5) The kids divided up into teams – one rides the unicorns that the stronghold has in its stables, the other group flies out on its griffons. They got to keep the miniatures for these too, and I used blu-tak to glom their hero miniature onto their steed’s base. James predicted that nine-year-old boys would shun the unicorns, which was a problem because this was meant to be the way we split them into manageable groups for each of us to DM. We gave the birthday boy the choice of which team he wanted to captain, and when he chose griffons that further stacked the deck in their favor. But in the end, we had four unicorn-riders and only three griffon aeronauts. James and I had decided that we’d try to counterbalance the unicorn’s potential pink-factor by saying that they were more reliable than the risky, hard-to-control griffons (as his PC had experienced first-hand in Delta’s superb Corsairs of Medero scenario at Recess). I don’t know if this was what made the difference, but I had a ton of fun roleplaying the balky griffons.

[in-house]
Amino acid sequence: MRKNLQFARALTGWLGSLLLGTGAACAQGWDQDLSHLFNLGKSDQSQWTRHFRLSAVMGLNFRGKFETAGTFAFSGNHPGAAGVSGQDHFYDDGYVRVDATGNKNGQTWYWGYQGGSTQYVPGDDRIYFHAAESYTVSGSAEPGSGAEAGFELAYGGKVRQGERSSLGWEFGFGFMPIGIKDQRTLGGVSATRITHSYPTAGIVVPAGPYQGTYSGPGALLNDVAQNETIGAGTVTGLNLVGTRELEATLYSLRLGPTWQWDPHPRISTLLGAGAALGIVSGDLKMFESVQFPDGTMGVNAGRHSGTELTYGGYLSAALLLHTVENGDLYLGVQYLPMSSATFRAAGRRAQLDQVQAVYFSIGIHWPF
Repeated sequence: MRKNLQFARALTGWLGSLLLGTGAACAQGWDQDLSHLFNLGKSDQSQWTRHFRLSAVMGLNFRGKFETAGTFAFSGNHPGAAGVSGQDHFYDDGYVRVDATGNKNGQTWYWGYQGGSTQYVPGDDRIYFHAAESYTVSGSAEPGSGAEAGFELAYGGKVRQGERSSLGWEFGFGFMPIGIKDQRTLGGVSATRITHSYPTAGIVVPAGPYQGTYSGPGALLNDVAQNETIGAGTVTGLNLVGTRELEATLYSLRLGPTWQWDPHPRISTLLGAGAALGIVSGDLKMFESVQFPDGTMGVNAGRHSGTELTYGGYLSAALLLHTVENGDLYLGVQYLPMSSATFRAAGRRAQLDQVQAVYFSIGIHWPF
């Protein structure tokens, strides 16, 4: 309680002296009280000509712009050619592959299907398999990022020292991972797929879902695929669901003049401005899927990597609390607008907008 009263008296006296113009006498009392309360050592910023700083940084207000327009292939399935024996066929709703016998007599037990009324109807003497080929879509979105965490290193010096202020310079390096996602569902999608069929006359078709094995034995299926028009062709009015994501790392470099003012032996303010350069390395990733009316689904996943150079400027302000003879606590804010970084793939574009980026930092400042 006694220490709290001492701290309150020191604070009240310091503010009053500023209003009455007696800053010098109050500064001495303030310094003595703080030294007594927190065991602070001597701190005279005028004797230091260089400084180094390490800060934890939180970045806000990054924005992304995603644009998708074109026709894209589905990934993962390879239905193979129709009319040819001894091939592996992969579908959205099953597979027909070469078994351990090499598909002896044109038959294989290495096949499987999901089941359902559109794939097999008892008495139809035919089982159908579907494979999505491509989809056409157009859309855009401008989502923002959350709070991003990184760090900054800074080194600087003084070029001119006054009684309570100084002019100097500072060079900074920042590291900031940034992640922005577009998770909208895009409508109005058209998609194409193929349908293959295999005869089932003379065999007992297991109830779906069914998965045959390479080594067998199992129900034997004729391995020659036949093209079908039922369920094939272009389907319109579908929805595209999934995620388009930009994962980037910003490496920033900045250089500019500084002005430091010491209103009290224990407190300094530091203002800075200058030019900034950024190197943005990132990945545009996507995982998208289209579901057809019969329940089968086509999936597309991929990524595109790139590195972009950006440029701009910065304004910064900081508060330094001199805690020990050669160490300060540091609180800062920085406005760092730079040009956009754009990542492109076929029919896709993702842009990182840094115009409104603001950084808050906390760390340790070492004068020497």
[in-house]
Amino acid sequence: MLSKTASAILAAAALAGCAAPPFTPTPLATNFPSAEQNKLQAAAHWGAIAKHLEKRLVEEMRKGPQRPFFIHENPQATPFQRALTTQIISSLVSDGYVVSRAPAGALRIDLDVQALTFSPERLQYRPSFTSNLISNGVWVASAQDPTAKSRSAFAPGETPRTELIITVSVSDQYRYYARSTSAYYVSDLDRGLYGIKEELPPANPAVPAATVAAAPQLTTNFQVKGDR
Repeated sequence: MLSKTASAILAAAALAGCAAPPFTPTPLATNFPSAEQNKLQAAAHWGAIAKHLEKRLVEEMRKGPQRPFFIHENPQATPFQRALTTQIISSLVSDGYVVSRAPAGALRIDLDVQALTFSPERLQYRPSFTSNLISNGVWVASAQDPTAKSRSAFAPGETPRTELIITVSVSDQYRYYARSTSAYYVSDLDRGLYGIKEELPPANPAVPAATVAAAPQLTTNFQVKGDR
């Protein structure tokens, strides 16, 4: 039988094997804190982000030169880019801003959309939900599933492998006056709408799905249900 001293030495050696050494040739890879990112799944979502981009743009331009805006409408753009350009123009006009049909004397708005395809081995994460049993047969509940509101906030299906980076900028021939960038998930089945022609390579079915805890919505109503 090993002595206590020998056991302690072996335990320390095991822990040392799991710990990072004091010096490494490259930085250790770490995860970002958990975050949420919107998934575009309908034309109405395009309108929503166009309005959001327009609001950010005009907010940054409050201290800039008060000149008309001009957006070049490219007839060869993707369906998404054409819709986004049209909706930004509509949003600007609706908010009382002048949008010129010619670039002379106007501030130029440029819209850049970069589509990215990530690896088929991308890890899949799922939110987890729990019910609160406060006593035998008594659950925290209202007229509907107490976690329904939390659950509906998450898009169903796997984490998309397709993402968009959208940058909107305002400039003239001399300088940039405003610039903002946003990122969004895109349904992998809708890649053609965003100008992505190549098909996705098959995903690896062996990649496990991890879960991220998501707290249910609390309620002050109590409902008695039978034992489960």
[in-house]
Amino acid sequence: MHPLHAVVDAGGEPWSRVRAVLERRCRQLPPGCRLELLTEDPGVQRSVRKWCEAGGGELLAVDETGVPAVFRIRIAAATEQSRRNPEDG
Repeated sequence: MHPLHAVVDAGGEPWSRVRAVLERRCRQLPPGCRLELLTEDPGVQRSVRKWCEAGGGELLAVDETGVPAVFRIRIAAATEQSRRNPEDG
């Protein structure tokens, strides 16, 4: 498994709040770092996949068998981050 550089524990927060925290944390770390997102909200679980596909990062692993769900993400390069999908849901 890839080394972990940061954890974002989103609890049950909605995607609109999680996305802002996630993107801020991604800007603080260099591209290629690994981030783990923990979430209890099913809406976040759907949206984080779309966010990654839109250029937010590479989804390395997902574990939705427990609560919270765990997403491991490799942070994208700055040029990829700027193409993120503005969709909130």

7) James and I then each ran a hexcrawl for our respective teams. We chose this because coming up with a more planned scenario would have required coordination, whereas a  purely procedural move to a hex,encounter roll, reaction roll, combat or negotiation, morale, etc. was something we could each wing. I got lucky with my first wandering monster – a griffon, which I decided was a riderless mount like one of my group’s. They used their horn of plenty to produce some horse meat with which to befriend this new griffon, and I had a great time roleplaying the reaction of the existing griffons to the interloper and to this bountiful cascade of meat. Some of the riders failed their control rolls, so one hero was wrestling for control of the meat-spewing horn with his mount while another was carried along on a dive after the steaks falling into the sea. The thing that really paid off in this encounter was that I decided that the newcomer’s saddlebags held maps to the likely locations of two of the magic items, the horn of the valkyries (which I’ll post about separately) and the cloak of shadows (which was being worn by a hobbit thief, who coughed it up after one of the kids successfully had his griffon swallow said halfling).  Choosing between which of these to go after, and then being able to count hexes to the location and plot a course, fortuitiously gave direction to the hexcrawl. Without this, James felt like his group was a little more aimless, so having or finding a partial treasure-map is definitely something to do for next time.